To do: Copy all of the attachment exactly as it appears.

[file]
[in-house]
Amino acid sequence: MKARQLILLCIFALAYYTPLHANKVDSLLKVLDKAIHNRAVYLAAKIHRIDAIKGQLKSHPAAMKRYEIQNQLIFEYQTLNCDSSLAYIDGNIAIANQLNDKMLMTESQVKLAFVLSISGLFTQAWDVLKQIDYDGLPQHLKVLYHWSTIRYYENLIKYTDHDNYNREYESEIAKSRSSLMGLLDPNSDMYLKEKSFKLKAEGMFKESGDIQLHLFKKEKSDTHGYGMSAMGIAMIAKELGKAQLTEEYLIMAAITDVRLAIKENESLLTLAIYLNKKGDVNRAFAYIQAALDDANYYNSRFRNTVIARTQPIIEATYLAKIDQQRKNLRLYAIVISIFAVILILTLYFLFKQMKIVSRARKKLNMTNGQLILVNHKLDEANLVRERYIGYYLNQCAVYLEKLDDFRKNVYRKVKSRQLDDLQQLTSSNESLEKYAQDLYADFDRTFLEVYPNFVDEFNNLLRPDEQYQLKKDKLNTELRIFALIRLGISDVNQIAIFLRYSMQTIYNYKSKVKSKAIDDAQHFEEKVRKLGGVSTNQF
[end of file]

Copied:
[in-house]
Amino acid sequence: MKARQLILLCIFALAYYTPLHANKVDSLLKVLDKAIHNRAVYLAAKIHRIDAIKGQLKSHPAAMKRYEIQNQLIFEYQTLNCDSSLAYIDGNIAIANQLNDKMLMTESQVKLAFVLSISGLFTQAWDVLKQIDYDGLPQHLKVLYHWSTIRYYENLIKYTDHDNYNREYESEIAKSRSSLMGLLDPNSDMYLKEKSFKLKAEGMFKESGDIQLHLFKKEKSDTHGYGMSAMGIAMIAKELGKAQLTEEYLIMAAITDVRLAIKENESLLTLAIYLNKKGDVNRAFAYIQAALDDANYYNSRFRNTVIARTQPIIEATYLAKIDQQRKNLRLYAIVISIFAVILILTLYFLFKQMKIVSRARKKLNMTNGQLILVNHKLDEANLVRERYIGYYLNQCAVYLEKLDDFRKNVYRKVKSRQLDDLQQLTSSNESLEKYAQDLYADFDRTFLEVYPNFVDEFNNLLRPDEQYQLKKDKLNTELRIFALIRLGISDVNQIAIFLRYSMQTIYNYKSKVKSKAIDDAQHFEEKVRKLGGVSTNQF